Indian wins #1m in damages for racial bias
An Indian doctor has won a record sum of £1 million in damages for racial discrimination. Rajendra Chaudhury, a surgeon claims his career was stalled because he is an Indian. The British Medical Association (BMA) was ordered to pay Chaudhury the record sum after refusing to represent him in a case against the NHS.
Dr Chaudhury, who trained in New Delhi, arrived in the UK in 1987, but was repeatedly passed over for promotion, while British-born colleagues with same qualifications were promoted to become consultants. Many Indian doctors are known to have expressed similar grievances but have seldom taken any action.
Dr Chaudhury took legal action against the Department of Health but the case was dropped because the BMA refused to support him. He then took the union to an industrial tribunal, claiming racial discrimination, and in 2002 he won £815,000, including loss of earnings as an NHS consultant. The BMA in turn appealed on 39 grounds, but last week an employment appeals tribunal threw out all the 39 charges and raised the reward to £1 million with interest of 16 per cent.
The NHS may also be forced to compensate Dr Chaudhury who is presently unemployed and is being treated for depression. He fought the case for five years. He is also awaiting judgment in a High Court claim against Health Secretary Dr John Reid and the NHS for racial discrimination against overseas doctors.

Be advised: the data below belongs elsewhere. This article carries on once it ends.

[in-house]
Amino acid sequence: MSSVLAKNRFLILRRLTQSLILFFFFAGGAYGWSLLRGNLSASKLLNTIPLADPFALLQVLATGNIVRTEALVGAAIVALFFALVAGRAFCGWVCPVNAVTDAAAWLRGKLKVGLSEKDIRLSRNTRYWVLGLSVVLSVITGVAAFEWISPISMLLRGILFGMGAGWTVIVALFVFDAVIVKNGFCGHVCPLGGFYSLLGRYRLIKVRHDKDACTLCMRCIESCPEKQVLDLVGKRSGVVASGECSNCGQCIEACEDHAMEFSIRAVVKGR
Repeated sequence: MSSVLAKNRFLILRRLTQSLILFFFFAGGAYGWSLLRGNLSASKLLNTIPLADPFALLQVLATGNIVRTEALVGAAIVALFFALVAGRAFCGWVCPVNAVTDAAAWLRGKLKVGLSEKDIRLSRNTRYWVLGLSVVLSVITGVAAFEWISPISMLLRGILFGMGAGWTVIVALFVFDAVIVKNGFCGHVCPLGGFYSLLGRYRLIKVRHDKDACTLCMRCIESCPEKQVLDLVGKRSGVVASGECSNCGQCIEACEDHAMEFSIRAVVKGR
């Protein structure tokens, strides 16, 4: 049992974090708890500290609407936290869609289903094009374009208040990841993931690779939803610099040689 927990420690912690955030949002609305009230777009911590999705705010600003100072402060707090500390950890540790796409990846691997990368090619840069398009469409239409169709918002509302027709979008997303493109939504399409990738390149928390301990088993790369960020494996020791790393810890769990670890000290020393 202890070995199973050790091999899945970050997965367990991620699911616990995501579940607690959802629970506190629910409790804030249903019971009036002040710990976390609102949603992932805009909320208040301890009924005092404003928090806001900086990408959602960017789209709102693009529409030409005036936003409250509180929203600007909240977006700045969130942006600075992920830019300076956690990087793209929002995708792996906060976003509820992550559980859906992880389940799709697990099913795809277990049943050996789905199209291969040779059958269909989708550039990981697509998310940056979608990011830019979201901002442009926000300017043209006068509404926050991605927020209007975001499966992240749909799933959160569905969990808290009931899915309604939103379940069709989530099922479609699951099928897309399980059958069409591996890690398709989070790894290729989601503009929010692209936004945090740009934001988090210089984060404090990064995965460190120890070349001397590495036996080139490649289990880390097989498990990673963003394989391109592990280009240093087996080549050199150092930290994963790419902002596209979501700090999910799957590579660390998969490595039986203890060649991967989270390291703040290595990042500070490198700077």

In May the BMA is also due to face joint action by another five Indian doctors, who have been trained in India where the standard of medical training is at the same level as it is in the UK. They claim the BMA has failed to provide with legal backing.
Dr Chaudhury, 44, said the money would not compensate him for the "living hell" of having his career in "ruins". In 1991 Dr Chaudhury began training to become a consultant in urology at North Manchester General Hospital but was passed over for the post. The father-of-two said the £1 million would not make up for the "worst years of my life". He said: "Ever since I can remember I wanted to be a doctor. Now that is all in ruins. I had to give up work because of the stress of the case and my family lived on the breadline for years on state benefits. My medical career is finished and my life has been turned into a living hell."
Dr Nizam Mamode, a transplant surgeon, who resigned as a senior member of BMA in January said: "There are certain parts of the BMA which are biased against non-white doctors." However, a BMA spokesman denied the claims and justified that in the past six months the BMA had taken on 36 racial discrimination cases.